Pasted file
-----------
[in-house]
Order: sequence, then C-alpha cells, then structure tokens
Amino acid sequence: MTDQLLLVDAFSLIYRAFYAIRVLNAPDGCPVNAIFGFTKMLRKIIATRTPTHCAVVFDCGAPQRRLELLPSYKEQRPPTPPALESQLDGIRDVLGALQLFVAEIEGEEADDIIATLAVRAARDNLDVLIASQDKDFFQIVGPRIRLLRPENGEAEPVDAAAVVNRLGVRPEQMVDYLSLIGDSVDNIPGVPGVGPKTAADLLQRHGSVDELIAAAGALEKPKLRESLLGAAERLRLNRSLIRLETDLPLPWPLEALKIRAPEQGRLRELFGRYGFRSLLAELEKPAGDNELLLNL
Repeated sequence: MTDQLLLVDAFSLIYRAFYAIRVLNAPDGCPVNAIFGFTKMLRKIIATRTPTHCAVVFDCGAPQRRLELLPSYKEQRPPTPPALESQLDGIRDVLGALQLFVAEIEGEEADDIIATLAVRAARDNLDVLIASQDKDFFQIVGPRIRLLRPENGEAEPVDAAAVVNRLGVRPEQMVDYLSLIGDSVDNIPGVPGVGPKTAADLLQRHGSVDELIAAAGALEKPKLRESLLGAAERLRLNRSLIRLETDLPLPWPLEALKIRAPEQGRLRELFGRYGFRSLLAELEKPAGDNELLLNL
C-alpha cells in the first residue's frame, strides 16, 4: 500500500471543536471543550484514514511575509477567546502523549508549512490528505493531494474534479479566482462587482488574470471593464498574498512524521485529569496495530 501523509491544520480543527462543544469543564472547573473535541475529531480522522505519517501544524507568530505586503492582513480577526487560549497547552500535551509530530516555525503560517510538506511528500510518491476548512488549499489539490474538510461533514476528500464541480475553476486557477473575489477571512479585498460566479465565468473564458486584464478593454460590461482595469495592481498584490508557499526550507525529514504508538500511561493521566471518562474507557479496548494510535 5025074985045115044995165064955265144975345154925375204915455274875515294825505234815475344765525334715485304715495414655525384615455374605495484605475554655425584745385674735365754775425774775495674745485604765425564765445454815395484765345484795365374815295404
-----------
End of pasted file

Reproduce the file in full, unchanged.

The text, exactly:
[in-house]
Order: sequence, then C-alpha cells, then structure tokens
Amino acid sequence: MTDQLLLVDAFSLIYRAFYAIRVLNAPDGCPVNAIFGFTKMLRKIIATRTPTHCAVVFDCGAPQRRLELLPSYKEQRPPTPPALESQLDGIRDVLGALQLFVAEIEGEEADDIIATLAVRAARDNLDVLIASQDKDFFQIVGPRIRLLRPENGEAEPVDAAAVVNRLGVRPEQMVDYLSLIGDSVDNIPGVPGVGPKTAADLLQRHGSVDELIAAAGALEKPKLRESLLGAAERLRLNRSLIRLETDLPLPWPLEALKIRAPEQGRLRELFGRYGFRSLLAELEKPAGDNELLLNL
Repeated sequence: MTDQLLLVDAFSLIYRAFYAIRVLNAPDGCPVNAIFGFTKMLRKIIATRTPTHCAVVFDCGAPQRRLELLPSYKEQRPPTPPALESQLDGIRDVLGALQLFVAEIEGEEADDIIATLAVRAARDNLDVLIASQDKDFFQIVGPRIRLLRPENGEAEPVDAAAVVNRLGVRPEQMVDYLSLIGDSVDNIPGVPGVGPKTAADLLQRHGSVDELIAAAGALEKPKLRESLLGAAERLRLNRSLIRLETDLPLPWPLEALKIRAPEQGRLRELFGRYGFRSLLAELEKPAGDNELLLNL
C-alpha cells in the first residue's frame, strides 16, 4: 500500500471543536471543550484514514511575509477567546502523549508549512490528505493531494474534479479566482462587482488574470471593464498574498512524521485529569496495530 501523509491544520480543527462543544469543564472547573473535541475529531480522522505519517501544524507568530505586503492582513480577526487560549497547552500535551509530530516555525503560517510538506511528500510518491476548512488549499489539490474538510461533514476528500464541480475553476486557477473575489477571512479585498460566479465565468473564458486584464478593454460590461482595469495592481498584490508557499526550507525529514504508538500511561493521566471518562474507557479496548494510535 5025074985045115044995165064955265144975345154925375204915455274875515294825505234815475344765525334715485304715495414655525384615455374605495484605475554655425584745385674735365754775425774775495674745485604765425564765445454815395484765345484795365374815295404